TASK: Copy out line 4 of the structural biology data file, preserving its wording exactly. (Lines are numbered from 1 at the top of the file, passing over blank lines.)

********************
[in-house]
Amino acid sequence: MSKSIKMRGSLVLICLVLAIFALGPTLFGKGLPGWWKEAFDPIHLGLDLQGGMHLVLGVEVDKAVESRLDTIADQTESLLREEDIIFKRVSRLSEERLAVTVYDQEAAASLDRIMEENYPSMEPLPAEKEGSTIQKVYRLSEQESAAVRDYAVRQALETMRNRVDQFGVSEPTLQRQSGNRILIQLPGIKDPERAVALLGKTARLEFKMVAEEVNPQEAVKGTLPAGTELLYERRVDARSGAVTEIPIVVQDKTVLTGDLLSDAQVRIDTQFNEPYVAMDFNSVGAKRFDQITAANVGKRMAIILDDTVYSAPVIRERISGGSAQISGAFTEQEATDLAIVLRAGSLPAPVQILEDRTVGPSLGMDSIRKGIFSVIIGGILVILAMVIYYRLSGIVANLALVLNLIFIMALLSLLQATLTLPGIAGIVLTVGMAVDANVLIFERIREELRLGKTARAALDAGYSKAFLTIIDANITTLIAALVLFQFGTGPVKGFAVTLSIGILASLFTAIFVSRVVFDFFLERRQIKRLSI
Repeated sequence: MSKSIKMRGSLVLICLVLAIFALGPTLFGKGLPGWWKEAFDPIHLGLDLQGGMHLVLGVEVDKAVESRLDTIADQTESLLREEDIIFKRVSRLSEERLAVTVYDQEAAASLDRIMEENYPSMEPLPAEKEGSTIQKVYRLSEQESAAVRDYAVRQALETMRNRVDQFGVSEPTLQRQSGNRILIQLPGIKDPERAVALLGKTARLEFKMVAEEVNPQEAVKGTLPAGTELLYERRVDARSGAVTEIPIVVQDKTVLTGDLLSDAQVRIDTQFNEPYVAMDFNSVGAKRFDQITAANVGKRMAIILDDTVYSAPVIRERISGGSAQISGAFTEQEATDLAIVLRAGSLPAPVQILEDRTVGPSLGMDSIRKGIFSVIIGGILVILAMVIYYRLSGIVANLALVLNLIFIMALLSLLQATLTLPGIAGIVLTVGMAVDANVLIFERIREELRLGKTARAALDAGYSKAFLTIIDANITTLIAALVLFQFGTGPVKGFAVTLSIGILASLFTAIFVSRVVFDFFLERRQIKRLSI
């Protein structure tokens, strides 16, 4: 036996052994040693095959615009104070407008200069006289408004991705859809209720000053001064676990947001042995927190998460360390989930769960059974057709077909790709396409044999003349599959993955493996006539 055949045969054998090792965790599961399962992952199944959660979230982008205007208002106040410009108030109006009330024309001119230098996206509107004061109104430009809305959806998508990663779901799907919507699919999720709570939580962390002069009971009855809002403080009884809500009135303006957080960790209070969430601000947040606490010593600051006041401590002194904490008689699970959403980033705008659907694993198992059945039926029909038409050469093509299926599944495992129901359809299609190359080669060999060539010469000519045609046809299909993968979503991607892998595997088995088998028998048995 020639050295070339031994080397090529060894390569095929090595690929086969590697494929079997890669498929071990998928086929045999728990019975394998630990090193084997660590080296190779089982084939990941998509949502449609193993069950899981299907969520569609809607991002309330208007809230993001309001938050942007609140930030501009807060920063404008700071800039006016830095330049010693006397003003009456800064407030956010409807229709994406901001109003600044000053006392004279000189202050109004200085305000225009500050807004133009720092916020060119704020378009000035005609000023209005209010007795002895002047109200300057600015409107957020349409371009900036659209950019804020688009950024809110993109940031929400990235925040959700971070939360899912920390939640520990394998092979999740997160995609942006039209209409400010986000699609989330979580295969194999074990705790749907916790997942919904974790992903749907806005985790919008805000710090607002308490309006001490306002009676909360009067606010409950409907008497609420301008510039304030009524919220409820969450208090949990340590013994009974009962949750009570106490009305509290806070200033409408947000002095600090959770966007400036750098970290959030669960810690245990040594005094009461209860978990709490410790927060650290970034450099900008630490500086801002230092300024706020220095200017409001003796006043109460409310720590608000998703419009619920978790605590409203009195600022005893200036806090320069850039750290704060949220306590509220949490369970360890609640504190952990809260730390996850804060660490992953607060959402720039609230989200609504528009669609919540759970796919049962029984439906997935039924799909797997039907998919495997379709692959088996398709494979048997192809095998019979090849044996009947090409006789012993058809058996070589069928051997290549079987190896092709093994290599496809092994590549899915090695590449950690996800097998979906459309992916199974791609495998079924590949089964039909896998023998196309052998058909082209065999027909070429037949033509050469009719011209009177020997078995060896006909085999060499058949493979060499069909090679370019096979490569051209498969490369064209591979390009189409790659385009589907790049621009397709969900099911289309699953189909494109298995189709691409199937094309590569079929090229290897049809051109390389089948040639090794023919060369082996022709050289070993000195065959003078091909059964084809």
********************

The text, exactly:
């Protein structure tokens, strides 16, 4: 036996052994040693095959615009104070407008200069006289408004991705859809209720000053001064676990947001042995927190998460360390989930769960059974057709077909790709396409044999003349599959993955493996006539 055949045969054998090792965790599961399962992952199944959660979230982008205007208002106040410009108030109006009330024309001119230098996206509107004061109104430009809305959806998508990663779901799907919507699919999720709570939580962390002069009971009855809002403080009884809500009135303006957080960790209070969430601000947040606490010593600051006041401590002194904490008689699970959403980033705008659907694993198992059945039926029909038409050469093509299926599944495992129901359809299609190359080669060999060539010469000519045609046809299909993968979503991607892998595997088995088998028998048995 020639050295070339031994080397090529060894390569095929090595690929086969590697494929079997890669498929071990998928086929045999728990019975394998630990090193084997660590080296190779089982084939990941998509949502449609193993069950899981299907969520569609809607991002309330208007809230993001309001938050942007609140930030501009807060920063404008700071800039006016830095330049010693006397003003009456800064407030956010409807229709994406901001109003600044000053006392004279000189202050109004200085305000225009500050807004133009720092916020060119704020378009000035005609000023209005209010007795002895002047109200300057600015409107957020349409371009900036659209950019804020688009950024809110993109940031929400990235925040959700971070939360899912920390939640520990394998092979999740997160995609942006039209209409400010986000699609989330979580295969194999074990705790749907916790997942919904974790992903749907806005985790919008805000710090607002308490309006001490306002009676909360009067606010409950409907008497609420301008510039304030009524919220409820969450208090949990340590013994009974009962949750009570106490009305509290806070200033409408947000002095600090959770966007400036750098970290959030669960810690245990040594005094009461209860978990709490410790927060650290970034450099900008630490500086801002230092300024706020220095200017409001003796006043109460409310720590608000998703419009619920978790605590409203009195600022005893200036806090320069850039750290704060949220306590509220949490369970360890609640504190952990809260730390996850804060660490992953607060959402720039609230989200609504528009669609919540759970796919049962029984439906997935039924799909797997039907998919495997379709692959088996398709494979048997192809095998019979090849044996009947090409006789012993058809058996070589069928051997290549079987190896092709093994290599496809092994590549899915090695590449950690996800097998979906459309992916199974791609495998079924590949089964039909896998023998196309052998058909082209065999027909070429037949033509050469009719011209009177020997078995060896006909085999060499058949493979060499069909090679370019096979490569051209498969490369064209591979390009189409790659385009589907790049621009397709969900099911289309699953189909494109298995189709691409199937094309590569079929090229290897049809051109390389089948040639090794023919060369082996022709050289070993000195065959003078091909059964084809």